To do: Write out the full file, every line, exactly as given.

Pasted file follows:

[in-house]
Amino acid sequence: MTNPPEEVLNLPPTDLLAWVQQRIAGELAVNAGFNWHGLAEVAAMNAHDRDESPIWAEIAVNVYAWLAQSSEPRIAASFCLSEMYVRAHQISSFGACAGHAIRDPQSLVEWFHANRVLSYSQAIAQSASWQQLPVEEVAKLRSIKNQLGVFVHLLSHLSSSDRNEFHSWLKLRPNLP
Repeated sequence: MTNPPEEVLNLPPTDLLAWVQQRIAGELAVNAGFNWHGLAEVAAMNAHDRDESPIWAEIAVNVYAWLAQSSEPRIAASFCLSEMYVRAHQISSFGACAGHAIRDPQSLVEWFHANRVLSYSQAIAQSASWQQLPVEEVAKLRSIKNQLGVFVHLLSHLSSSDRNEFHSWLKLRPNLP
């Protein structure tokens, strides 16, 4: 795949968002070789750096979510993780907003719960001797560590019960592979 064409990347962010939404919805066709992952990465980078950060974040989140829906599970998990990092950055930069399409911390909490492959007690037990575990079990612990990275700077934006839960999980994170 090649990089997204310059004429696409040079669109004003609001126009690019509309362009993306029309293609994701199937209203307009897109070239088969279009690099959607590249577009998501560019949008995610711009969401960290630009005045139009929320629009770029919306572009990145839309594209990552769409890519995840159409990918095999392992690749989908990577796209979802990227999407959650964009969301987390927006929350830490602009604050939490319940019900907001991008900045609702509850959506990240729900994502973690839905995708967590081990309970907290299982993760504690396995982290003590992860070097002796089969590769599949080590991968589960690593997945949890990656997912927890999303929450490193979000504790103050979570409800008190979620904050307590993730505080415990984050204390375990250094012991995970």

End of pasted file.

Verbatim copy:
[in-house]
Amino acid sequence: MTNPPEEVLNLPPTDLLAWVQQRIAGELAVNAGFNWHGLAEVAAMNAHDRDESPIWAEIAVNVYAWLAQSSEPRIAASFCLSEMYVRAHQISSFGACAGHAIRDPQSLVEWFHANRVLSYSQAIAQSASWQQLPVEEVAKLRSIKNQLGVFVHLLSHLSSSDRNEFHSWLKLRPNLP
Repeated sequence: MTNPPEEVLNLPPTDLLAWVQQRIAGELAVNAGFNWHGLAEVAAMNAHDRDESPIWAEIAVNVYAWLAQSSEPRIAASFCLSEMYVRAHQISSFGACAGHAIRDPQSLVEWFHANRVLSYSQAIAQSASWQQLPVEEVAKLRSIKNQLGVFVHLLSHLSSSDRNEFHSWLKLRPNLP
């Protein structure tokens, strides 16, 4: 795949968002070789750096979510993780907003719960001797560590019960592979 064409990347962010939404919805066709992952990465980078950060974040989140829906599970998990990092950055930069399409911390909490492959007690037990575990079990612990990275700077934006839960999980994170 090649990089997204310059004429696409040079669109004003609001126009690019509309362009993306029309293609994701199937209203307009897109070239088969279009690099959607590249577009998501560019949008995610711009969401960290630009005045139009929320629009770029919306572009990145839309594209990552769409890519995840159409990918095999392992690749989908990577796209979802990227999407959650964009969301987390927006929350830490602009604050939490319940019900907001991008900045609702509850959506990240729900994502973690839905995708967590081990309970907290299982993760504690396995982290003590992860070097002796089969590769599949080590991968589960690593997945949890990656997912927890999303929450490193979000504790103050979570409800008190979620904050307590993730505080415990984050204390375990250094012991995970």